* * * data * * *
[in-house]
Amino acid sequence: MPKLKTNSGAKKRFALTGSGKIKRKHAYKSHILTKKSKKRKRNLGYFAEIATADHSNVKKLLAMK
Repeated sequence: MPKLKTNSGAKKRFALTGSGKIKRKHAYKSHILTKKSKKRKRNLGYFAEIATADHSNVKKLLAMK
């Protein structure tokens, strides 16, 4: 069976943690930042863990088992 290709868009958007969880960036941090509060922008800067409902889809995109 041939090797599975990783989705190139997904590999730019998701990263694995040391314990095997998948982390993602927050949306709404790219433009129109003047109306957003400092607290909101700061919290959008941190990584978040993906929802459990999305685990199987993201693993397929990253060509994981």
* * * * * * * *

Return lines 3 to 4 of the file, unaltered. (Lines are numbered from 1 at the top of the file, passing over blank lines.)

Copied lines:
Repeated sequence: MPKLKTNSGAKKRFALTGSGKIKRKHAYKSHILTKKSKKRKRNLGYFAEIATADHSNVKKLLAMK
């Protein structure tokens, strides 16, 4: 069976943690930042863990088992 290709868009958007969880960036941090509060922008800067409902889809995109 041939090797599975990783989705190139997904590999730019998701990263694995040391314990095997998948982390993602927050949306709404790219433009129109003047109306957003400092607290909101700061919290959008941190990584978040993906929802459990999305685990199987993201693993397929990253060509994981």